For 14 years, Sauce magazine has provided St. Louis readers with food news, tested recipes, and reviews of the best places to shop, drink, and dine.
Working first as a freelancer, Ligaya Figueras was first published in Sauce in January 2008. She then became a staff writer—and finally, the magazine’s executive editor. In that position, she joined “Cityscape” many times for the show’s monthly Sound Bites segment, in which she explored St. Louis dining with the people who know it best.
On Friday, however, Figueras joined “Cityscape” for the last time; to commemorate her seven years at Sauce, we asked her about important changes and trends in the St. Louis food scene.
“Everybody that knows me knows how much I love the magazine,” Figueras said. “It’s very much a privilege to work there…it’s phenomenal to be able to cover food and dining and St. Louis.”
Nonetheless, Figueras is moving on to a new journey: in Atlanta, where she’ll join the Atlanta Journal-Constitution as its food and dining editor.
Several articles in Sauce revealed Figueras’ own love of food and of writing about food. Her piece “Shaken,” about top St. Louis bartender Joel Clark, was a special experience, she said. Writing the article about Clark, who lost his sense of smell after a fall, took nine months to research. “I’m just very grateful that he was that open and really let me, and readers, into what was a very difficult journey for him—and still is,” Figueras said.
Another personal highlight was a piece called “From Poland with Love,” in which she documented her quest to make authentic pierogis for her father.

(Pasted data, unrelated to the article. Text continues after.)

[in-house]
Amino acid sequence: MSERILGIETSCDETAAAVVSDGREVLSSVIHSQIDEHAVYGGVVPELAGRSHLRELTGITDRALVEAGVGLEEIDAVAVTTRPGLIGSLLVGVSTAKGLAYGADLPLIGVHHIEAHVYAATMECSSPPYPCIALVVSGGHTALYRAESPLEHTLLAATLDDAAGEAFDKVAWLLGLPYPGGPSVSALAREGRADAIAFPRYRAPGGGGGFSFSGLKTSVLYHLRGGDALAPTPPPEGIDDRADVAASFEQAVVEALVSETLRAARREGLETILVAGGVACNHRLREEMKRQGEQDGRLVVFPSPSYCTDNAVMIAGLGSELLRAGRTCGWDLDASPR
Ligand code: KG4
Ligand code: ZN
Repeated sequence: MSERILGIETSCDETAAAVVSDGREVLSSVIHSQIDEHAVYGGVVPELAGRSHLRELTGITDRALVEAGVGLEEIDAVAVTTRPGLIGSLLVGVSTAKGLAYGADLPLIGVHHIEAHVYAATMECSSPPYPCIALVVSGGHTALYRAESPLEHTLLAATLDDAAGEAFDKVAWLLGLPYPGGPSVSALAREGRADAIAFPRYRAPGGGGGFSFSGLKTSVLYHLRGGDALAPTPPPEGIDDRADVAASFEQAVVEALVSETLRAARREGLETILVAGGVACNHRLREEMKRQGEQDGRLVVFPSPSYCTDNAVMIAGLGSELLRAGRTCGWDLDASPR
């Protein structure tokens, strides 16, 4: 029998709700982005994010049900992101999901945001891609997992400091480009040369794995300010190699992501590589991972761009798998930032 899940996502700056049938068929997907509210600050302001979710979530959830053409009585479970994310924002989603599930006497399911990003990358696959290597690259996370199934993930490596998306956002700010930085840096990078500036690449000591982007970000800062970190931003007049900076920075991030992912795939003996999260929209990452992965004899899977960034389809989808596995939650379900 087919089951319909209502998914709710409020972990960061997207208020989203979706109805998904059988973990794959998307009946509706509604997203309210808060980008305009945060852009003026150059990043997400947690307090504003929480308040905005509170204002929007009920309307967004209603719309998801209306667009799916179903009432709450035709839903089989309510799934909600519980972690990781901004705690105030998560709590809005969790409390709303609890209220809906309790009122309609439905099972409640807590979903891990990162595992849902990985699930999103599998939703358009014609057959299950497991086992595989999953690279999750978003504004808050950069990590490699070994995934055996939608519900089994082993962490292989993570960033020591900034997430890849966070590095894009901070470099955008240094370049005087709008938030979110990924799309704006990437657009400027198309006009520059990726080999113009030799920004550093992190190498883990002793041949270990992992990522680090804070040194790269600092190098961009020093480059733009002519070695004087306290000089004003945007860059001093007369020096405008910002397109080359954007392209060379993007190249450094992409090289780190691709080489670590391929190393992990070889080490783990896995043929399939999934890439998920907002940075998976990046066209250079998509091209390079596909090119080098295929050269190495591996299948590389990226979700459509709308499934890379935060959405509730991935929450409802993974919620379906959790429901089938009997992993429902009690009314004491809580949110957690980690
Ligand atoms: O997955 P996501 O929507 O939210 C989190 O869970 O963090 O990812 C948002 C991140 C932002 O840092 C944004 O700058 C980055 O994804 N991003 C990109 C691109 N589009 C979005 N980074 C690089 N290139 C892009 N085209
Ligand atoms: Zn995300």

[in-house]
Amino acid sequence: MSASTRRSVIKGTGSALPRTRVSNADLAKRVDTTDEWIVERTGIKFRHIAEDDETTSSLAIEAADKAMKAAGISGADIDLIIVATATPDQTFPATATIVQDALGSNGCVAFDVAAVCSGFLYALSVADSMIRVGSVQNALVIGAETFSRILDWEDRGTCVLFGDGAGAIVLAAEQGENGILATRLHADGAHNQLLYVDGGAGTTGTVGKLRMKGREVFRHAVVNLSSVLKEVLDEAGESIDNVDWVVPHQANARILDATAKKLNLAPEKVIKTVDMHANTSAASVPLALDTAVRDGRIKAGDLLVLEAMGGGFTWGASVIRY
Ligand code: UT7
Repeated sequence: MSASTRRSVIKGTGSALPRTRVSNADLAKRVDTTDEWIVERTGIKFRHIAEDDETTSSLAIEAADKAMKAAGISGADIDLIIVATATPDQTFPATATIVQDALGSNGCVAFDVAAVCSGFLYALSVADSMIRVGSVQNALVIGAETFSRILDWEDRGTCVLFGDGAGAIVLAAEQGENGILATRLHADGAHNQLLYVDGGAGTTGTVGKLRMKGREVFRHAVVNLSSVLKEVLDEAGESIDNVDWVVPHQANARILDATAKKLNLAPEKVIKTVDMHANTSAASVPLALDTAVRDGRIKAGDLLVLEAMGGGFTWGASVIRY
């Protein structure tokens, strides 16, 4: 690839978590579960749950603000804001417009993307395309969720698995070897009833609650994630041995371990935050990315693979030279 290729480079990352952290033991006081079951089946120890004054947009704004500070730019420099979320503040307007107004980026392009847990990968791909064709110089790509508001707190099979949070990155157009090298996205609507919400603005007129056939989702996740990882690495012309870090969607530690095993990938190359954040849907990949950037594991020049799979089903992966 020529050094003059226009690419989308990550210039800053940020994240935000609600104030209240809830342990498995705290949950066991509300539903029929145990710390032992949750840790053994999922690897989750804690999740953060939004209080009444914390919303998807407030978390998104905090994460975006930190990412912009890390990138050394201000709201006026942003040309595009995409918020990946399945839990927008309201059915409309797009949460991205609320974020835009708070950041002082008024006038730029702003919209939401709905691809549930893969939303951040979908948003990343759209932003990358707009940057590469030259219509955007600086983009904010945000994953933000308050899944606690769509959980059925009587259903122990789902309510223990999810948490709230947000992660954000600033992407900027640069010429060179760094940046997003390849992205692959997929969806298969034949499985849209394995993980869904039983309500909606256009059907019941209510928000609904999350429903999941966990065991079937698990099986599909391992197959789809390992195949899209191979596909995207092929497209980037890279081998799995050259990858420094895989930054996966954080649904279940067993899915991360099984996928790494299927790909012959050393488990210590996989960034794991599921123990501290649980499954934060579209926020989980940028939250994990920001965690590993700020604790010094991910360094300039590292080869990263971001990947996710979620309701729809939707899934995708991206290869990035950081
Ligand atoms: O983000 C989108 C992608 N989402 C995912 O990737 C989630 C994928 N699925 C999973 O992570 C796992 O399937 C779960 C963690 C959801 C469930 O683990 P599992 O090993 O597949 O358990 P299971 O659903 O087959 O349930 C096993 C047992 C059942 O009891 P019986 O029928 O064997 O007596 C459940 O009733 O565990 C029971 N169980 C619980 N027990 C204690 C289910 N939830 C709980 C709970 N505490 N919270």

Over her seven years at Sauce magazine, Figueras has seen St. Louis turn from flyover food country to a city very firmly on the map of important American cuisine. She’s seen the coming and going of food trends strange and delicious, including the ‘pickleback’— a beer, a shot of moonshine, and a chaser of pickle juice, to which she only said, “That happened.” And Figueras also presided over a distinct shift in baked goods: from cutesy cupcake to exquisite cronut and back to the donut, both standard and Strange.
After so many years of following food trends, Figueras identified the ‘cronut’ and similar combinations as the worst. “There are so many mashups happening—and if I can just be a little bit critical, it sort of annoys me. Just make one dish or the other!”
Asked what is special about St. Louis dining, Figueras sighed. “There is such a value here. What you’re going to pay for a three-course meal in St. Louis, you’re going triple somewhere else. I don’t know if diners realize how lucky we are to have that.”
If St. Louis diners do realize their luck, it’s in part due to Figueras and her work at Sauce magazine. Cheers, Ligaya!